Off to the right of the bathroom is the desk where Elder Pinto and I would study each day and our beds are right behind the person taking the photo. On the desk you can see some of the snacks I used to eat frequently in this area: Pepitos, which are were chocolate chip cookies. I couldn’t get those in all areas, so it was nice when I could. And there is a stack of wheat crackers and a little tub of strawberry jam. I’m not sure who introduced me to that combination, but for a time I was really enjoying jam on crackers. It also looks like there is a jar of Tang powder. Tang was one of my favorite drinks in Argentina, when we could get it.

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This is a picture of Elder Pinto taking out the trash. Who knows why I snapped this photo. It is interesting to note the yellow, orange and blue papers on the right wall. Those, as I recall, were cheat sheets to help learn Spanish verb conjugations. I think generally, Spanish is an easier language than English, but those verb conjugations could be very tricky. Click here to read more about my experience learning Spanish.

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This is the second apartment in Rural. Not long after Elder Pinto was transferred, we had to find a new apartment. This one was a little crammed for space, but it worked out fine. One thing this photo brings back to my memory is sleeping each night with a cap on. Winter came while I was in Rural and it started to get cold. Our apartment had no heat, which really only would have been needed at night. I found it difficult to sleep at night because my head was cold. I tried sleeping with my head under my blanket, but I felt like I was going to suffocate. That’s when I realized why the night cap had been invented all those years ago. I bought a comfortable winter cap to wear at night while I slept. Problem solved!

Other Memories of Rural

I don’t have a picture to go with these memories, but still wanted to record them:

  • In this ward there was a sister who would invite us to lunch and would make an oatmeal based chicken soup. It was a little strange to me at first, but it was very delicious.
  • There was a family that invited us over from time to time and usually served polenta with chicken and tomato sauce. Again, most missionaries I knew did not like polenta. It’s a lot like grits. But my mom is a southerner, so I grew up eating grits, and I really enjoyed the polenta.
  • During my first month in this area, I would get up an hour early to go jogging in the morning with Elder Pinto.
  • In this area we would often take the bus from the far end of our area back to our apartment when it was getting late in the evening and we needed to get back quickly to meet our curfew.

Mission Prep Quotes from Gen Conf April 2015

The Parable of the Sower By Elder Dallin H. Oaks

Those “who, when they have heard the word, immediately receive it with gladness,” but because they “have no root in themselves, … when affliction or persecution ariseth for the word’s sake, immediately they are offended” (Mark 4:16–17). What causes hearers to “have no root in themselves”? This is the circumstance of new members who are merely converted to the missionaries or to the many attractive characteristics of the Church or to the many great fruits of Church membership. Not being rooted in the word, they can be scorched and wither away when opposition arises.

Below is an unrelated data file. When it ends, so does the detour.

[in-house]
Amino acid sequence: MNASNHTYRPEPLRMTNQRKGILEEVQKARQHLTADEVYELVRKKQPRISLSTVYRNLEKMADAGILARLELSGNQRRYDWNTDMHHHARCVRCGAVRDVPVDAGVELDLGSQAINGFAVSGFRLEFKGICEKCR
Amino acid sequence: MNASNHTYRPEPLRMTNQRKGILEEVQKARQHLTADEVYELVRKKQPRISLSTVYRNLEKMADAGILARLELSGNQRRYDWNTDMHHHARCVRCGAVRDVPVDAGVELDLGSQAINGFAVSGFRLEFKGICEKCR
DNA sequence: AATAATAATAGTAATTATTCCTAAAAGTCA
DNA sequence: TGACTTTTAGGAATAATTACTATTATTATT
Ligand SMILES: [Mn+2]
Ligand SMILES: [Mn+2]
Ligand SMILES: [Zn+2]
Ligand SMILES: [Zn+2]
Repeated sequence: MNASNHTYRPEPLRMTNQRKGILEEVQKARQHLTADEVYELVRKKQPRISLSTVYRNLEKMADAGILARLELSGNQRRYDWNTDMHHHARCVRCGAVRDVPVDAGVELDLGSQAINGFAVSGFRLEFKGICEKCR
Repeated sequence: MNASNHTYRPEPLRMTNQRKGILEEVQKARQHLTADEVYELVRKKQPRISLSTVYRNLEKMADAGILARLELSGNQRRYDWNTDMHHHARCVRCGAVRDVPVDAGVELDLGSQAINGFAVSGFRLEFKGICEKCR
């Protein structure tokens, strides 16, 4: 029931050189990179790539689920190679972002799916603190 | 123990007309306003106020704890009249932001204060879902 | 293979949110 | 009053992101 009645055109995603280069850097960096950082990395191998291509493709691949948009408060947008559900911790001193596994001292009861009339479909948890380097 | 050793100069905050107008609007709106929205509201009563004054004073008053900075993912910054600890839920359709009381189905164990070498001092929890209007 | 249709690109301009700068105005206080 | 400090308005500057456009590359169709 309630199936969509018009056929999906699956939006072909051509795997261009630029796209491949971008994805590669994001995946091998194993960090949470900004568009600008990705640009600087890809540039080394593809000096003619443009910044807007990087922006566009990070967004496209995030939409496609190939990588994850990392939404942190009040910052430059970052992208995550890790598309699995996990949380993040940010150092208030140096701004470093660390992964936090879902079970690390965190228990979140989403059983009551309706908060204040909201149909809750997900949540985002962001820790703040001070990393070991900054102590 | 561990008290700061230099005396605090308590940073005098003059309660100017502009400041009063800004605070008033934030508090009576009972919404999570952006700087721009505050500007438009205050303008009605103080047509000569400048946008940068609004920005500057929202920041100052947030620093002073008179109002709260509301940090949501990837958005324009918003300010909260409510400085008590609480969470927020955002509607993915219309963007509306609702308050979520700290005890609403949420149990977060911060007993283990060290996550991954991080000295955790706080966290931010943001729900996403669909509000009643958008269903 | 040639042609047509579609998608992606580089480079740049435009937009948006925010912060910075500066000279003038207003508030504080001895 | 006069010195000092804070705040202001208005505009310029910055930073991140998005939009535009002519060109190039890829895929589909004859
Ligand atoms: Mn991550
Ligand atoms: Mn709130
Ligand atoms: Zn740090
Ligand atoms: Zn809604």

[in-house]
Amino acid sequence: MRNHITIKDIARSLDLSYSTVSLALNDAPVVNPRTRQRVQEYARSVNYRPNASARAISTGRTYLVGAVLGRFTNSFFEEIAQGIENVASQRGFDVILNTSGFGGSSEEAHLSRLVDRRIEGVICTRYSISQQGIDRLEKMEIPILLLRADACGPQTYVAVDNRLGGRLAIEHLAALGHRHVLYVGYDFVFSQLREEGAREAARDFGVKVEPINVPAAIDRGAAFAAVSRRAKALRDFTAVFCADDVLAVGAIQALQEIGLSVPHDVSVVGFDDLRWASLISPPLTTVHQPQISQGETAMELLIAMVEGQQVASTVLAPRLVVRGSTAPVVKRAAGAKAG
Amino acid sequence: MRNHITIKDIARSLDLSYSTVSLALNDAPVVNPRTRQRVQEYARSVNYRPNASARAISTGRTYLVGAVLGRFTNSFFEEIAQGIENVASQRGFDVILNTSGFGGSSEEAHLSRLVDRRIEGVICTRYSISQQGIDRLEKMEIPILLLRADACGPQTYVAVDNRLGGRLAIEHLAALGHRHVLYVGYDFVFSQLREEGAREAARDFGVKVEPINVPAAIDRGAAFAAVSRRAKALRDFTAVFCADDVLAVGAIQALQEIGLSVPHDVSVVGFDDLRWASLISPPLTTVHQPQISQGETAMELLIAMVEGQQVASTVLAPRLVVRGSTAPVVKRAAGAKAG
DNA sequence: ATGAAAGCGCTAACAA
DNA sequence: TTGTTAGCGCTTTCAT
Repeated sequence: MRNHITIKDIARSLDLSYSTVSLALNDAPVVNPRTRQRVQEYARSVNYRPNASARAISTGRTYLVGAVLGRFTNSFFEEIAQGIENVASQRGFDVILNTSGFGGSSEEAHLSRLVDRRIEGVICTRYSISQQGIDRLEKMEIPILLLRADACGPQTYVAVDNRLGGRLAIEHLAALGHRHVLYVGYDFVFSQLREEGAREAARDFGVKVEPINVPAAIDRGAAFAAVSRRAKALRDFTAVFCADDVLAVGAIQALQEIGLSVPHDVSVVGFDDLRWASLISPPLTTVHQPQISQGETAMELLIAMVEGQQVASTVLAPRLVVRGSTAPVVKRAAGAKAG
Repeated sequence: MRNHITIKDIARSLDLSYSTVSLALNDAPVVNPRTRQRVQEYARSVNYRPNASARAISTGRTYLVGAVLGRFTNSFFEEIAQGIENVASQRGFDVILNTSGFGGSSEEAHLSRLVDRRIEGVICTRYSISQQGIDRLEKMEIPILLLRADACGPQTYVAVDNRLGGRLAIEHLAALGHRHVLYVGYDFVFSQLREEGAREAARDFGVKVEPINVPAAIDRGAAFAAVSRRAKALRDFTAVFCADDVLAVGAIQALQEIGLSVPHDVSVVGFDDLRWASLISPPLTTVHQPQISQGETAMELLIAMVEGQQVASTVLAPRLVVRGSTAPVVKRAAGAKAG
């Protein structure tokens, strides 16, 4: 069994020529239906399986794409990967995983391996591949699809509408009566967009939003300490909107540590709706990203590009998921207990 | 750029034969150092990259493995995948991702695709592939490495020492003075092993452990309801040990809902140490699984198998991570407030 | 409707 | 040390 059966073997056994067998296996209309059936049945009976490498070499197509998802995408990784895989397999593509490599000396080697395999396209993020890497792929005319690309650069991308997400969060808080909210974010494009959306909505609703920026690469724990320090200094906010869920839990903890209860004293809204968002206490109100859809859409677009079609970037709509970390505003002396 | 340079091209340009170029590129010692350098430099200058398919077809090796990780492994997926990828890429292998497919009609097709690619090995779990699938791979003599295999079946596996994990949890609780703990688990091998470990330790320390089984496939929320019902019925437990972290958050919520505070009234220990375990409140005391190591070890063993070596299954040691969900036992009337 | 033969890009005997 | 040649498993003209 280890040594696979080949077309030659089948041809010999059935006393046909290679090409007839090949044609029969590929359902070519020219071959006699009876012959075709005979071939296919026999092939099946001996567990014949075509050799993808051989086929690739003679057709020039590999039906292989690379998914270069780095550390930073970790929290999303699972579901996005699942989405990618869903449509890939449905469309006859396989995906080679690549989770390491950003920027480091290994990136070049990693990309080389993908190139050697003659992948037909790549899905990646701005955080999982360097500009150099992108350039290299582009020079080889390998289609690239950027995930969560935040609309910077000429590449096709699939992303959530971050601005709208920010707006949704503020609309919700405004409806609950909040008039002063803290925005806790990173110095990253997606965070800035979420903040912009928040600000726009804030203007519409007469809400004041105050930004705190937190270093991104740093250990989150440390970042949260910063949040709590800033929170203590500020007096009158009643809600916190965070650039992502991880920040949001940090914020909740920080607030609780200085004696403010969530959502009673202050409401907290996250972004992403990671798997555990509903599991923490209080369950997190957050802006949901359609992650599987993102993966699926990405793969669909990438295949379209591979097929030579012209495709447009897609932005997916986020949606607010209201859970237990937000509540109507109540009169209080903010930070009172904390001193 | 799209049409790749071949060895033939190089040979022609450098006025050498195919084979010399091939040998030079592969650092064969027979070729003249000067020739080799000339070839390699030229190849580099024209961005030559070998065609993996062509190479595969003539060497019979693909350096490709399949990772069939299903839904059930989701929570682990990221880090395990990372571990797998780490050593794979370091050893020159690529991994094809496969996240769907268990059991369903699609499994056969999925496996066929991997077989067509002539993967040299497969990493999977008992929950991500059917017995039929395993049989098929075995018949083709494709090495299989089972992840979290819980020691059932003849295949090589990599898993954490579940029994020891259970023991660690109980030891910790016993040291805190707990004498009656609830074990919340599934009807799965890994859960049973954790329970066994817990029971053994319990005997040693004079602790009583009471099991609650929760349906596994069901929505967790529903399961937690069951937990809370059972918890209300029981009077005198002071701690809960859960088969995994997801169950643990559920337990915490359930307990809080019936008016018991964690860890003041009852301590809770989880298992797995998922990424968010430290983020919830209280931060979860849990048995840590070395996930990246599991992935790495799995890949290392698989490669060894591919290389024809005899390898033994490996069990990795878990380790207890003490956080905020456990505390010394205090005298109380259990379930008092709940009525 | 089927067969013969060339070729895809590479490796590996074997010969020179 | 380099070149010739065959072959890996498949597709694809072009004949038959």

Latter-day Saints Keep on Trying By Elder Dale G. Renlund

compared to me you arent all that differentSome years ago a wonderful young man named Curtis was called to serve a mission. He was the kind of missionary every mission president prays for. He was focused and worked hard. At one point he was assigned a missionary companion who was immature, socially awkward, and not particularly enthusiastic about getting the work done.

One day, while they were riding their bicycles, Curtis looked back and saw that his companion had inexplicably gotten off his bike and was walking. Silently, Curtis expressed his frustration to God; what a chore it was to be saddled with a companion he had to drag around in order to accomplish anything. Moments later, Curtis had a profound impression, as if God were saying to him, “You know, Curtis, compared to me, the two of you aren’t all that different.” Curtis learned that he needed to be patient with an imperfect companion who nonetheless was trying in his own way.

My invitation to all of us is to evaluate our lives, repent, and keep on trying. If we don’t try, we’re just latter-day sinners; if we don’t persevere, we’re latter-day quitters; and if we don’t allow others to try, we’re just latter-day hypocrites.

Truly Good and without Guile By Elder Michael T. Ringwood

Unfortunately, there was a time in my life when I was motivated by titles and authority. It really began innocently. As I was preparing to serve a full-time mission, my older brother was made a zone leader in his mission. I heard so many positive things said about him that I couldn’t help but want those things said about me. I hoped for and may have even prayed for a similar position. Thankfully, as I served my mission, I learned a powerful lesson. Last conference I was reminded of that lesson.